STEAM Design & Build Challenge

This week, students in the STEAM Design & Build Challenge finished and tested their powerful trebuchets on the Clark Campus Green. Students in this course developed and fostered their individual creative problem-solving skills through competing in daily design and build challenges using wood, metal, plastic, and manufactured materials. Students are challenged with designing and building projects that balance form and function while expressing their individual creativity.


Historic Photographic Processes

Throughout this May Term course, students have delved into the history of photography and photographic processes. The world's first photos were captured in the early 1800s. Students experimented with early photo processing—making cyanotypes where a permanent image comes to life through a combination of UV light and salt chemicals. Student photographers spent several days making salt prints and learning how positive prints are made from a negative. The process, invented by Henry Fox Talbot, involves painting photo paper with an ammonium chloride solution and silver nitrate and drying the paper with a hair dryer. After exposing the print under a UV light, the emerging photo is washed in the darkroom and then soaked in gold chloride (toner) and then plunged into a fixer before the final wash. Students were thrilled with their beautiful, sepia-hued photos.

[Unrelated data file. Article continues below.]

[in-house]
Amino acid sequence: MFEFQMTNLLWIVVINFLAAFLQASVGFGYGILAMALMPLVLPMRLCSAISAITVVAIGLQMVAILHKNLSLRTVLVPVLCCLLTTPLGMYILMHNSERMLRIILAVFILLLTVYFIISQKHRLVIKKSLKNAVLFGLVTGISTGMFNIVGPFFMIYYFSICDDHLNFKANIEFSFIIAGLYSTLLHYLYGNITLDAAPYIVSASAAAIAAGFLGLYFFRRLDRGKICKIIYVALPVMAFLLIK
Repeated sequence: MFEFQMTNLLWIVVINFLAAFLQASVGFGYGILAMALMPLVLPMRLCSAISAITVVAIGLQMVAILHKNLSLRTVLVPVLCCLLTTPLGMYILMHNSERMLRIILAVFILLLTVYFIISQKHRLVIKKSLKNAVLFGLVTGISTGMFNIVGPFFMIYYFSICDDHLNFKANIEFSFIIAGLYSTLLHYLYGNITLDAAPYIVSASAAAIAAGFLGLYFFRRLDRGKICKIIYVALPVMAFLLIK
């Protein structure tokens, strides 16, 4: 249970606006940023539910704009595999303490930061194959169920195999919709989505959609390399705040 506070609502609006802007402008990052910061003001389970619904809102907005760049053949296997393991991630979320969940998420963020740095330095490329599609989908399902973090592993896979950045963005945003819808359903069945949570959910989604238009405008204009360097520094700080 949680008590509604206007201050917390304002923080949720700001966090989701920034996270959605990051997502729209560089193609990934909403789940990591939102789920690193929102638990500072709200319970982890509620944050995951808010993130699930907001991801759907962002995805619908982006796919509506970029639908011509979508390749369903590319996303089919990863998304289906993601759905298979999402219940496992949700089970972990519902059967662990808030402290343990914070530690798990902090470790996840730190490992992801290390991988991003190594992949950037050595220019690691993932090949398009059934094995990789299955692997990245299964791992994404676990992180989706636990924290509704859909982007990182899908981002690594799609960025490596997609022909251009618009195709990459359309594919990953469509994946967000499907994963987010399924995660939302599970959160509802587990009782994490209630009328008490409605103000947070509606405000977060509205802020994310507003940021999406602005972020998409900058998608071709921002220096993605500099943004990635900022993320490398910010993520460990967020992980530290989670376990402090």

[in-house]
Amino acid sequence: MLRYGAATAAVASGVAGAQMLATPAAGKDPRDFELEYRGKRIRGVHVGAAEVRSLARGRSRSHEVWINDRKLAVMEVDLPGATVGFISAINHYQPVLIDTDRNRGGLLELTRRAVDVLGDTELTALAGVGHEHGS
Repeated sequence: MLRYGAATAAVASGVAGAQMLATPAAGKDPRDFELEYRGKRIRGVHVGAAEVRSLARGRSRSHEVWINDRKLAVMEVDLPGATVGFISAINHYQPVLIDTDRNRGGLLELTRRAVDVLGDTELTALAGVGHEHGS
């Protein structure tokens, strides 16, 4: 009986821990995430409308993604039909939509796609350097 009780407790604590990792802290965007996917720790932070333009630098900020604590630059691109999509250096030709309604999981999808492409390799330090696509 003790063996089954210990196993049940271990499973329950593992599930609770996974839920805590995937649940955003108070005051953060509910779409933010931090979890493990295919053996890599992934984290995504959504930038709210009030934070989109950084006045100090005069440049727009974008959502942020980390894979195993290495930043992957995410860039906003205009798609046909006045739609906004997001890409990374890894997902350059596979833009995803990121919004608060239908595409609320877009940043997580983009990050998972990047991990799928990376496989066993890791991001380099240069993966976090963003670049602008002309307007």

Spain Trip


Students arrived home safely after a sights-packed tour of Spain. In the past week alone, students traveled to Grenada to learn about the history of Moorish conquest. During their trip, they toured the Alhambra and Albaicín, learned about flamenco, explored the Alpujarra white villages in the Sierra Nevada Park, and more as they took in local culture and explored traditional Spanish cuisine.